Now, in a world of legends about kidney thefts, that might sound a tad gruesome, and I’d be willing to admit this factor isn’t always at play, but more often than not, I think you’ll find even the scary urban legends contain some element of Schadenfreude — some way of making the world more interesting or poetically just, even if that requires raising the spectre of the bogey man to do so.
Case in point, this wonderful fable about a girl quitting her job via dry erase board pics e-mailed to her entire office.If you haven’t seen it, I practically guarantee it’ll brighten your day.
So while I usually check these things out on Snopes or Google, I didn’t do that for this one. I wanted it to be true. Even after I was e-mailed the news the story was false, it still felt like it ought to be true.
And isn’t that a lesson in copywriting?
- Provide powerful visual imagery of positive outcomes
- Include a sense of poetic justice in your story lines
- Don’t shy away from the subtle call to social status or use of schadenfreude
Start off with an image or story that the reader wants to be true — and really IS true — and you’ll find the rest of the persuasion process easy.
If you agree with those sentiments, as many do, you’re falling prey to what’s become known as the “third-person effect.”
As it turns out, advertising is effective on all of us, even you and me. We’re just notoriously bad at figuring out our own motives, especially when it comes to sensing the subconscious, half-conscious, and unconscious desires and impulses that drive much of our behavior. But we’re much better at the cool observation of others, so we can see that advertising works on “the masses” and even on our friends and neighbors. Hence the third person effect: “advertising doesn’t work on me, but it sure seems to affect others.”
Want to know how to turn this to your advantage?
First, realize that the third-person effect is stronger when the message isn’t directly relevant to the listener/viewer/reader. As PSYBLOG explains it:
In other words people are likely to be influenced more than they think on subjects that are currently of little or no interest to them. An everyday example would be seeing an advert for a car, when you’re not in the market for a new car. We’d probably guess it has little or no influence on us, but this research suggests we’d be wrong.
Now, I’m extrapolating a bit here, but this rather precisely matches what my and my colleagues experience with radio advertising: despite the innate desire to reach people who are already in the market right now, the best time to influence your prospect is BEFORE they need what you’re selling, so that they enter the market with an already established predisposition to favor you and your brand.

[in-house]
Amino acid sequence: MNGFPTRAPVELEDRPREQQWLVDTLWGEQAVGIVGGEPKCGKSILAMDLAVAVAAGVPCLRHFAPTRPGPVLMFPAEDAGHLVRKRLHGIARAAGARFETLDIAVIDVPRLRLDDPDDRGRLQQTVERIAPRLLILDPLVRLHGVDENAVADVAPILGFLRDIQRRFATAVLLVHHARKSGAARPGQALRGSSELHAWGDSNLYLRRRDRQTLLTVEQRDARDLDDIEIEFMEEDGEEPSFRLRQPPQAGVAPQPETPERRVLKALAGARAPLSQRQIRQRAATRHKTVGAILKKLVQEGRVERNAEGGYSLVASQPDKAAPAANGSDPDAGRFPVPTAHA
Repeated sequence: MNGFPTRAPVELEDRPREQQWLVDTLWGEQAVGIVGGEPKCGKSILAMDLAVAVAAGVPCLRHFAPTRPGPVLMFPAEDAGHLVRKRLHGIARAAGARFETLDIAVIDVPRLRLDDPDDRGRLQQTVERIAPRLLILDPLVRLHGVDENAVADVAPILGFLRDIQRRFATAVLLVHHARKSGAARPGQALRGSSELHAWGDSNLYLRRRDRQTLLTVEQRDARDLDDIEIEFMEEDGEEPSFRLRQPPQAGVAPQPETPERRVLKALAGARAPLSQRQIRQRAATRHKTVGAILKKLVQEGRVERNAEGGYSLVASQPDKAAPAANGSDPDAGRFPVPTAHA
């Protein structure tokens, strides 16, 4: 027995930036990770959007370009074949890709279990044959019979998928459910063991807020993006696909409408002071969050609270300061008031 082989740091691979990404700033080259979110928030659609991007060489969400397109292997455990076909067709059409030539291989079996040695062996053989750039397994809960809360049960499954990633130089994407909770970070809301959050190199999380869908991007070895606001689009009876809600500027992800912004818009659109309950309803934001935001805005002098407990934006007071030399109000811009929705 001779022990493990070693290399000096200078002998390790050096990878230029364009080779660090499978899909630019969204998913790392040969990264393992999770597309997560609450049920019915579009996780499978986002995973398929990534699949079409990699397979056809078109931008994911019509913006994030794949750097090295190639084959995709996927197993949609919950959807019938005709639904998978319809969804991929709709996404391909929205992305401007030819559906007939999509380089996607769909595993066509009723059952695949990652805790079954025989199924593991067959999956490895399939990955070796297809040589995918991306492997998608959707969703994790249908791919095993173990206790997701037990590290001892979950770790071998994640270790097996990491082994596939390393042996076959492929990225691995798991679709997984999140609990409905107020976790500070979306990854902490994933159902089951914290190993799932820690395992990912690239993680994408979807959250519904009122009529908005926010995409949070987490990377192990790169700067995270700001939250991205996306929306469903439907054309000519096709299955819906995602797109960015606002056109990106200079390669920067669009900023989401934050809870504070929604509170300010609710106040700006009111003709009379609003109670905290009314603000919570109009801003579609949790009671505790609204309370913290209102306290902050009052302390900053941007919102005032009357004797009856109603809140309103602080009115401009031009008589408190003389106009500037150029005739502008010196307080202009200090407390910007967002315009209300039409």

When I don’t have a strong opinion and have little vested interest, it doesn’t take much to sway my preference. And frankly, this describes exactly how most people think about a great many markets.
Do you really have a strong opinion on which carpet cleaner to call? Or which Small Engine Repair shop is the best? Or who has the best pressure washing service for your deck or fence, and so on?
Most of us don’t — until we need that service or product — then we’d rather not make a blind decision. And that’s where advertising’s influence makes all the difference.
With the right ad campaign, your audience will think of your company first and feel the best about you. Good enough, at least, to pick you instead of the competition, because you’ll no longer be a “blind choice.”
Pre-internet, this kind of branding campaign meant the prospect would flip open the Yellow Pages and purposefully look for your ad, rather than scanning the page in hopes that one of the ads might catch her eye.
Now, in the age of Google, it means the prospect searches on your companyname or even your Website’s URL rather than typic in more generic search terms for your market. And that pretty much screws your competitions’ fancy schmancy SEO and PPC work, delivering the prospect straight to your Website and then your door.
Just don’t be surprised when your newly thronged store and constantly ringing phone are populated by customers claiming to have heard about you from a friend, rather than your radio ads — ’cause everyone knows they’re not influenced by advertising